Ohana Means Family and Family Never Gets Left Behind
What is a family? Is it a mother, father, 2.5 children and a dog? Is it grandmom, grandpop, and everyone else down? Is your community your family? I’ve been playing a Paladin a lot recently and it’s made me think about what constitutes a family and that’s what I’m going to talk about today.
Wait a Paladin of Family?
I’ve been playing a Paladin of Erastil a lot in Pathfinder Society recently, and her backstory is based around multiple communities coming together to overcome a threat and her becoming a Pathfinder was to try and encourage this type of collaborative problem solving on a larger scale. Lo’ and behold, the Pathfinder Society is filled with freaks. Coming from a homogeneous culture, seeing a society that employs elemental-kin and outsider-kin and animal races must come as a huge shock to many new Pathfinders. But, as a Paladin of Erastil a community is a community and is to be treasured even if it’s weird.
What Does the Pathfinder Society Have to do with Family?
It serves as an expansion point from family as a purely bloodline based institution to a more inclusive institution. A family is a group of people who spend time each other and care for the welfare of each other in this more inclusive definition of family. As an agent of the Pathfinder Society you enter into an occupation where you “work” out of a common lodge (Probably your local society chapter). The other agents are your co-workers, but your job is harder and more fantastical than any desk job and the bonds your characters form with other characters run deep. They’re people you come to care for, people whose lives you try to protection, and failing that people you send resources to revive if possible. That’s awfully family-like behavior isn’t it, caring for the welfare of people you spend time with?
But You Can Just Leave the Society, You Can’t Leave Family
Sadly, families in real life do cut ties and separate from each other. Alternatively, there’s probably non-blood related people in your life that feel like family to you. Using myself as an example I’ve been friends with a neighbor since we were in first grade and at my wedding during his best man speech he called me his brother, a feeling I reciprocate.
In real life, different cultures have different ideas about what composes a family. In touring China I visited hutong’s; a sort of gated community where families lived. The elders would live in the biggest part of the hutong and the youngest inhabiting the smallest with people advancing as they aged. A lot of hutongs housed seperate families, but others did hold just one family but the idea of a family was larger with grandparents and their children and grandchildren all living together if the hutong could support it.
In America the African-American family structure is often outside of the nuclear family institution. It includes a larger variety of extended family members involved in things like childcare and meal preparation. Grandparents are preferred to be kept living with the community in old age rather that going into institutionalized living.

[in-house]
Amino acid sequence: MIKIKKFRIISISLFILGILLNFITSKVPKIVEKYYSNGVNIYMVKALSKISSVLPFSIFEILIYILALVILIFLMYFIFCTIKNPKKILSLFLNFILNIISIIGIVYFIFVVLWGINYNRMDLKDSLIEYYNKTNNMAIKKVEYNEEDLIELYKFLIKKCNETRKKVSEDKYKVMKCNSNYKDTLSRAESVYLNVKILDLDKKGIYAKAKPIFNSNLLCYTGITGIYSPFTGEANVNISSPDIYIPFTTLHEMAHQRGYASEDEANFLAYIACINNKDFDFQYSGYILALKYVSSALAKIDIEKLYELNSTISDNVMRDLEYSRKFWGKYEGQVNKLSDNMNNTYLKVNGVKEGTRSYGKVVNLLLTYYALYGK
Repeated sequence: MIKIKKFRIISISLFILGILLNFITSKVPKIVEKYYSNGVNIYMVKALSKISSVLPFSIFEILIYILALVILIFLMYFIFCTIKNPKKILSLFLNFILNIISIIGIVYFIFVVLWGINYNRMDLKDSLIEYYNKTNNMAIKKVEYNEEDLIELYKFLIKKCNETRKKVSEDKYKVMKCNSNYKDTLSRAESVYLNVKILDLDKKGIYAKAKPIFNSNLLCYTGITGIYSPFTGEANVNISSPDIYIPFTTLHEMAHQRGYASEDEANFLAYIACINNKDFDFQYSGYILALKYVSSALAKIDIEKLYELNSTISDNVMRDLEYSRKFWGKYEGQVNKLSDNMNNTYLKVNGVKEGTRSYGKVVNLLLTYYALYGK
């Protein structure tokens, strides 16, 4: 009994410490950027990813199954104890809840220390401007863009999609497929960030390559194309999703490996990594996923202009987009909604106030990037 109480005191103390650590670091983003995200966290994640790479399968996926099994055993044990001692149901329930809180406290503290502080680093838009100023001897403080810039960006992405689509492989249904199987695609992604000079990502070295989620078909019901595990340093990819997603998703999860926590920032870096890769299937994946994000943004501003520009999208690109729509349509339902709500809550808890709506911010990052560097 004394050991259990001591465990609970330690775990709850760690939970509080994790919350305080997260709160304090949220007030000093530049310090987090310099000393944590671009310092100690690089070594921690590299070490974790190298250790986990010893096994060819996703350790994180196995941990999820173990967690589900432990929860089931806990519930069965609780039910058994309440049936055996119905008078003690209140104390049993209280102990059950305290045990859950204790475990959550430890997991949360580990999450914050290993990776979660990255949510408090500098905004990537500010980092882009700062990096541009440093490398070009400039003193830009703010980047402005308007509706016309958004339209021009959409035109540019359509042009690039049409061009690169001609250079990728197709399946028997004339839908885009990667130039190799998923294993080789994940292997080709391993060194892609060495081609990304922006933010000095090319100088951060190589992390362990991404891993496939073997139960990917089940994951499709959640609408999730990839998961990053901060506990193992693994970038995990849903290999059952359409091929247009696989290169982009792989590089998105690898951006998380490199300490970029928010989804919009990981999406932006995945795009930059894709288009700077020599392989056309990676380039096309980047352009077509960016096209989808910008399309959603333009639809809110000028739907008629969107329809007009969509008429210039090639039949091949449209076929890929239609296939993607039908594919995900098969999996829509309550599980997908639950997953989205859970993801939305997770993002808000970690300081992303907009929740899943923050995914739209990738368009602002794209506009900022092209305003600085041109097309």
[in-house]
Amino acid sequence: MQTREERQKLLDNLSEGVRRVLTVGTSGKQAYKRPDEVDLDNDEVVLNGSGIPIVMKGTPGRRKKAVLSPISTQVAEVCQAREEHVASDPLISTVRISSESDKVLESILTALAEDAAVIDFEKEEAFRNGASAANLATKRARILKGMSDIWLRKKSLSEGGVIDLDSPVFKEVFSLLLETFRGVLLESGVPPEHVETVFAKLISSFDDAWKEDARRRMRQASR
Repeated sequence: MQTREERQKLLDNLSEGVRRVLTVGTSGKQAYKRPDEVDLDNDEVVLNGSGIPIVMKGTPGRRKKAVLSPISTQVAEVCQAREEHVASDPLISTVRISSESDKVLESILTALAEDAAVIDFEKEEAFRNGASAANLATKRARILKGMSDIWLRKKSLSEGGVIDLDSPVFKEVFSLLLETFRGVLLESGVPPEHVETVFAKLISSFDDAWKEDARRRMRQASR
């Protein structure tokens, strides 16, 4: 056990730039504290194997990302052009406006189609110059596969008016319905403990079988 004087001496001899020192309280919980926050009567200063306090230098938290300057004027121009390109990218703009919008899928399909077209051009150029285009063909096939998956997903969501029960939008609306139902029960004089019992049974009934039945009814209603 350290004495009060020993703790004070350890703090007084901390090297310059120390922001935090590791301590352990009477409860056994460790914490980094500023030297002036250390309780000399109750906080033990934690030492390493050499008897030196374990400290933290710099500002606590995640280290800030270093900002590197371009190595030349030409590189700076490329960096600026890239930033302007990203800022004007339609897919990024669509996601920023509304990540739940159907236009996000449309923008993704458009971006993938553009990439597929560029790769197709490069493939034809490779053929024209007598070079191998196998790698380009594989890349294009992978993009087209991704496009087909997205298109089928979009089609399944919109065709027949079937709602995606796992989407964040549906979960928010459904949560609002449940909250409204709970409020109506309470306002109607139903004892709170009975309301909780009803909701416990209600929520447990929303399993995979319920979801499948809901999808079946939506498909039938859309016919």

In fiction there’s two examples of atypical families I want to highlight; one being Disney the other being anime.
Lilo & Stitch
If you’ve never seen Lilo & Stitch it’s like Frankenstein with a happy ending. An alien experiment comes to Earth and is adopted as a dog by a family composed of an older sister watching a younger sister. Throughout the movie lessons about the importance of family (no matter how strange) is the primary device for conflicts and the resolutions of those conflicts. I Hope that was spoiler-free enough for a 14 year old Disney movie.
Mobile Suit Gundam: Iron-Blooded Orphans
This one isn’t a Disney story and despite the giant robot fights and hot, shirtless Channing Tatums the story is really about desperation. Earth has a monolithic and strict government to enforce peace and order, but space colonies are run by companies who are free to create their own laws. So in the bleakest way possible they enact the most profiteering laws with the fewest rights. Some far off colonies use extensive child labor forces and some more chillingly use child soldiers as part of private defense contractors. Children are snatched away from the poor or from orphanages to help fund these ventures. The shows protagonists come from these types of children known collectively a s “human debris”.
There’s a scene where 3 of the characters really sit down and talk about their backgrounds. One is a human debris Mikazuki, who has been a soldier since he was 8. Another Arta, was a human debris hired (and then adopted) by a kindly shopkeeper after being a brothel janitor at the age of 10. The last one is Kudelia, the daughter of a mining conglomerate whose achieved a Joan of Arc status among the poor as a revolutionary. Kudelia opens up to the others about her cold upbringing and envy of the bond all the human debris have. Arta bring the sappy sort (who also has a crush on Mikazuki) offers Kudelia the honest opportunity to join their family. This is offered without any underhanded or lewd motives, just with the gift of belonging.
Families in Pathfinder
With so many variations on family in real life and fiction Pathfinder and Golarion should be able to offer an infinite variety of family arrangements which can create fun variation for your players. It may also encourage your players to open up with family in backstory. In a home game I briefly ran I had 4 out of 5 players whose characters were orphans at a young age. Also playing a character with a diverse family provides ample opportunity for fun roleplaying and GM interactions. So before you kill your parents to become the orphan squad, think of how diverse families can be and make your aunt and uncle your parents, Luke.